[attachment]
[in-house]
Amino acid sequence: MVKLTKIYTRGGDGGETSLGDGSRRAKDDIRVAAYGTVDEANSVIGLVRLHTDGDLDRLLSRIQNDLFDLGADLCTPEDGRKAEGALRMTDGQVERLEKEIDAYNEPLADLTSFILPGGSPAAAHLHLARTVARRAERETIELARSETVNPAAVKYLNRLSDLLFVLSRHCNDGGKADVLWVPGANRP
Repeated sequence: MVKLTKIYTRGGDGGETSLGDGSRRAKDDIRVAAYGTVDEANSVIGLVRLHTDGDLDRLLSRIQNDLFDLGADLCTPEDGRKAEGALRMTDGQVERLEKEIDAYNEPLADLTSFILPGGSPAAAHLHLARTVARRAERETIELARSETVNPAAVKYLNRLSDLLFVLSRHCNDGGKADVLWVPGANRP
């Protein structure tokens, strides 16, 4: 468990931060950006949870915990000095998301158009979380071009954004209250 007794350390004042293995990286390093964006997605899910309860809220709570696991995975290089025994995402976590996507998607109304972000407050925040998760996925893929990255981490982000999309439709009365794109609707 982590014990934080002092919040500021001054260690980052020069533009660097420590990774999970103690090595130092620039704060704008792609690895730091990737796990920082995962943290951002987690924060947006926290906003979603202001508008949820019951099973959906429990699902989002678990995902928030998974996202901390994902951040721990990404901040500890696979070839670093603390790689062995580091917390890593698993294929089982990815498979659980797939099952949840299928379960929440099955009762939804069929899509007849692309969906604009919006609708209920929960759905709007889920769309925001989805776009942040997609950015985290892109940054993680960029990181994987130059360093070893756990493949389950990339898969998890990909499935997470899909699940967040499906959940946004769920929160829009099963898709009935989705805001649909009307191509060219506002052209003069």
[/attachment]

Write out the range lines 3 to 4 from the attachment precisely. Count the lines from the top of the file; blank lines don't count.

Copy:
Repeated sequence: MVKLTKIYTRGGDGGETSLGDGSRRAKDDIRVAAYGTVDEANSVIGLVRLHTDGDLDRLLSRIQNDLFDLGADLCTPEDGRKAEGALRMTDGQVERLEKEIDAYNEPLADLTSFILPGGSPAAAHLHLARTVARRAERETIELARSETVNPAAVKYLNRLSDLLFVLSRHCNDGGKADVLWVPGANRP
């Protein structure tokens, strides 16, 4: 468990931060950006949870915990000095998301158009979380071009954004209250 007794350390004042293995990286390093964006997605899910309860809220709570696991995975290089025994995402976590996507998607109304972000407050925040998760996925893929990255981490982000999309439709009365794109609707 982590014990934080002092919040500021001054260690980052020069533009660097420590990774999970103690090595130092620039704060704008792609690895730091990737796990920082995962943290951002987690924060947006926290906003979603202001508008949820019951099973959906429990699902989002678990995902928030998974996202901390994902951040721990990404901040500890696979070839670093603390790689062995580091917390890593698993294929089982990815498979659980797939099952949840299928379960929440099955009762939804069929899509007849692309969906604009919006609708209920929960759905709007889920769309925001989805776009942040997609950015985290892109940054993680960029990181994987130059360093070893756990493949389950990339898969998890990909499935997470899909699940967040499906959940946004769920929160829009099963898709009935989705805001649909009307191509060219506002052209003069």